Helpful Advice on Caring for Senior Cats
Sooner or later, your beloved cat will start to get old and experience physical changes. This typically occurs between the ages of seven and ten. However, some are fortunate enough to stave off major changes until approximately 12 years old. Whenever the time finally comes though, you will need to make a few changes in how you care for your pet. Keep reading for useful advice on caring for senior cats.
Most owners take their cats to the vet for an annual exam. Older cats need to be seen by the vet more often than their younger counterparts since the risk of problems has increased. It’s best to schedule a wellness exam every six months.
You will also need to change what you feed your senior cat somewhat. Seniors who become less active but are still fed the same amount of calories will more than likely become overweight. Obesity is particularly a problem for seniors, so a veterinarian-approved diet would definitely be in order.
When caring for senior cats, always ensure that they always have access to fresh drinking water. Dehydration more easily sets in as cats advance in age. Their organs won’t respond very well to chronic dehydration either. The kidneys usually give seniors the most problem, and frequent dehydration certainly won’t do these vital organs any good.
Just like with humans, arthritis becomes a problem for older cats. Once arthritis sets in, your cat won’t be as physically active as he used to be. Don’t be surprised if he stops climbing the stairs or hopping up onto the windowsill. Arthritic cats may even have problems getting into their litter boxes. If you notice yours has an issue with this, you can accommodate him by getting a shorter box or even putting a set of stairs beside it.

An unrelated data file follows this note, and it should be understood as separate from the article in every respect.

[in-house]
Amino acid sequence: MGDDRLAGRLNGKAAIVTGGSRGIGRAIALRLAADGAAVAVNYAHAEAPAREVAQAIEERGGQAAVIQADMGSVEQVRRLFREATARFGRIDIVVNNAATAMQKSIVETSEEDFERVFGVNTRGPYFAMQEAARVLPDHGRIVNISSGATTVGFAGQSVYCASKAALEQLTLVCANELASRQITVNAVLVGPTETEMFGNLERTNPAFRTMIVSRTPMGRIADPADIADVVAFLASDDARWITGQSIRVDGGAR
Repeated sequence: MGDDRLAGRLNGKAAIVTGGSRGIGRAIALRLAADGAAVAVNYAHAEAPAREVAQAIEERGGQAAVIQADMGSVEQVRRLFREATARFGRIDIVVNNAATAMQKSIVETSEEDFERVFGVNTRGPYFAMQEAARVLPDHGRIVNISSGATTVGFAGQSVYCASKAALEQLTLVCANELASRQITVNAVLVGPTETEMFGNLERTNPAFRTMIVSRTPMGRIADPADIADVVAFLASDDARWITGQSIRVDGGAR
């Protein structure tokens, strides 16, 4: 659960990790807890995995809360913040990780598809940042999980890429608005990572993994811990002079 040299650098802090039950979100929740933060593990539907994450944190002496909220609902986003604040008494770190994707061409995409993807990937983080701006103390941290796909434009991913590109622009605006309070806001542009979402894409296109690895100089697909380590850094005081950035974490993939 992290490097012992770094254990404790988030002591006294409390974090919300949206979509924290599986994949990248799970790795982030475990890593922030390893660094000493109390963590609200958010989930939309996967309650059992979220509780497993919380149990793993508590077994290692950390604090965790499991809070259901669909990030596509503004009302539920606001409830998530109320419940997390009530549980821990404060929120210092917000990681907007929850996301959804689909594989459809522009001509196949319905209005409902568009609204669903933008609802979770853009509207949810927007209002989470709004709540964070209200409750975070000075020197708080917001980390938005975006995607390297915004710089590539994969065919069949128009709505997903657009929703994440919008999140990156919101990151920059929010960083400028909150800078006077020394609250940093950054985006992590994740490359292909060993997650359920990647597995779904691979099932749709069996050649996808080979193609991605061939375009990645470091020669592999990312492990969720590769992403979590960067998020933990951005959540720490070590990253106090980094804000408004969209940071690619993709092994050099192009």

Dental care is important for cats of all ages. For older cats, it becomes increasingly important. The risk of developing dental disease only increases with age. This disease can cause enough pain to keep your cat from eating.
Your cat may also lose the energy to keep himself groomed properly. You don’t want him to develop a dry or excessively dirty coat. Matting can also become a problem if you have a long-haired breed. You can help your senior cat out by brushing him yourself on a daily basis, or at least a few times each week.
The changes that occur in your senior cat aren’t just physical. He may also display mental issues much like elderly humans. He may wander around occasionally or even appear disoriented. Some cats become much more vocal and meow too much for their owner’s liking. When caring for senior cats, also keep in mind they may not respond well to changes. Try to keep everything in the household the same as they do best with familiar routines.
There are quite a few diseases that are common in older cats. Hypertension, kidney issues, hyperthyroidism, and diabetes mellitus are among some of the most common. Different types of cancer are also more prevalent for aged cats.
With the increase in risk of these diseases, it’s important to monitor your cat closely for changes. If you notice anything out of the ordinary, you may want to let a vet give his opinion of it. Examinations conducted twice a year will hopefully catch any diseases early on, which would hopefully make it easier to deal with.